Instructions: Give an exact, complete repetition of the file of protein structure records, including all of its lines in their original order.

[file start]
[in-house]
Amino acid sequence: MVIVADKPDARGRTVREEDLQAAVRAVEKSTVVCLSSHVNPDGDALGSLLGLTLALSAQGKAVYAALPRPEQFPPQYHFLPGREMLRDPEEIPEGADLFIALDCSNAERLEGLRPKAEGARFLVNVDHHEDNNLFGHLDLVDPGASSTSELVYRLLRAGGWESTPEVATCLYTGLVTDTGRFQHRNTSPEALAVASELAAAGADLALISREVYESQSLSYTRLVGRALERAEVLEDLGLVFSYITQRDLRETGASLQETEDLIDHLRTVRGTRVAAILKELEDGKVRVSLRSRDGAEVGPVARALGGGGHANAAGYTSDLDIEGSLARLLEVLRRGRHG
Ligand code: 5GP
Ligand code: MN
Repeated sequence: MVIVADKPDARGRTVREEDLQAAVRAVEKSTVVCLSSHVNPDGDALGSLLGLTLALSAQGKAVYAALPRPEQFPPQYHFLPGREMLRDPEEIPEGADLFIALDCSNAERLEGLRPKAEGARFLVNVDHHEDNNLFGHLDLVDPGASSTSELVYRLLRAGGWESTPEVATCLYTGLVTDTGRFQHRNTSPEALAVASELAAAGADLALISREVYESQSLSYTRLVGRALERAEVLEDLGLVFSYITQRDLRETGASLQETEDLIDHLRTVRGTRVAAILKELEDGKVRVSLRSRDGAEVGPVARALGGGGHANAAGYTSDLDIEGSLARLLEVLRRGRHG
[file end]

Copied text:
[in-house]
Amino acid sequence: MVIVADKPDARGRTVREEDLQAAVRAVEKSTVVCLSSHVNPDGDALGSLLGLTLALSAQGKAVYAALPRPEQFPPQYHFLPGREMLRDPEEIPEGADLFIALDCSNAERLEGLRPKAEGARFLVNVDHHEDNNLFGHLDLVDPGASSTSELVYRLLRAGGWESTPEVATCLYTGLVTDTGRFQHRNTSPEALAVASELAAAGADLALISREVYESQSLSYTRLVGRALERAEVLEDLGLVFSYITQRDLRETGASLQETEDLIDHLRTVRGTRVAAILKELEDGKVRVSLRSRDGAEVGPVARALGGGGHANAAGYTSDLDIEGSLARLLEVLRRGRHG
Ligand code: 5GP
Ligand code: MN
Repeated sequence: MVIVADKPDARGRTVREEDLQAAVRAVEKSTVVCLSSHVNPDGDALGSLLGLTLALSAQGKAVYAALPRPEQFPPQYHFLPGREMLRDPEEIPEGADLFIALDCSNAERLEGLRPKAEGARFLVNVDHHEDNNLFGHLDLVDPGASSTSELVYRLLRAGGWESTPEVATCLYTGLVTDTGRFQHRNTSPEALAVASELAAAGADLALISREVYESQSLSYTRLVGRALERAEVLEDLGLVFSYITQRDLRETGASLQETEDLIDHLRTVRGTRVAAILKELEDGKVRVSLRSRDGAEVGPVARALGGGGHANAAGYTSDLDIEGSLARLLEVLRRGRHG